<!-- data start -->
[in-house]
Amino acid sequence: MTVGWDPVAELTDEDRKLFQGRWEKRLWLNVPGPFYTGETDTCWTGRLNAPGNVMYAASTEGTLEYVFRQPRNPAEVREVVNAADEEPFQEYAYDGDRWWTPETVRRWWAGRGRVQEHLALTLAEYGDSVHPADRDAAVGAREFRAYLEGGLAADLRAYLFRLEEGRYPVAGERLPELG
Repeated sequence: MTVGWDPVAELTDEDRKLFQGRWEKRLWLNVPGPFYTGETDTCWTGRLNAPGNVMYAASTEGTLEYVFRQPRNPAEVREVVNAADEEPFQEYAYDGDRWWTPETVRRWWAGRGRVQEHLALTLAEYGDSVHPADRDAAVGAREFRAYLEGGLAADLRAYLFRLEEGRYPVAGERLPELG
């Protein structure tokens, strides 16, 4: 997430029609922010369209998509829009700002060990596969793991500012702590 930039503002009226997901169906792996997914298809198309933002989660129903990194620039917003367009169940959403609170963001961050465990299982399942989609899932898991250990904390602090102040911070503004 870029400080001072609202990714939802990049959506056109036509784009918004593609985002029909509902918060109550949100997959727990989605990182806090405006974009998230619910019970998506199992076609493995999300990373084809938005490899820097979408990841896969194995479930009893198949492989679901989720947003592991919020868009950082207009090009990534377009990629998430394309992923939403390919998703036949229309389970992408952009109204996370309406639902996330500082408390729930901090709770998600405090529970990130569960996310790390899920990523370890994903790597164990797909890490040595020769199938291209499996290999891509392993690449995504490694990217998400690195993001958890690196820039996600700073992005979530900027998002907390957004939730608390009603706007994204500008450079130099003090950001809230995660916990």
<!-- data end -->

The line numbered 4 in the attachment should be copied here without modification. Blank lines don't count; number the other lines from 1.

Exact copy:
């Protein structure tokens, strides 16, 4: 997430029609922010369209998509829009700002060990596969793991500012702590 930039503002009226997901169906792996997914298809198309933002989660129903990194620039917003367009169940959403609170963001961050465990299982399942989609899932898991250990904390602090102040911070503004 870029400080001072609202990714939802990049959506056109036509784009918004593609985002029909509902918060109550949100997959727990989605990182806090405006974009998230619910019970998506199992076609493995999300990373084809938005490899820097979408990841896969194995479930009893198949492989679901989720947003592991919020868009950082207009090009990534377009990629998430394309992923939403390919998703036949229309389970992408952009109204996370309406639902996330500082408390729930901090709770998600405090529970990130569960996310790390899920990523370890994903790597164990797909890490040595020769199938291209499996290999891509392993690449995504490694990217998400690195993001958890690196820039996600700073992005979530900027998002907390957004939730608390009603706007994204500008450079130099003090950001809230995660916990």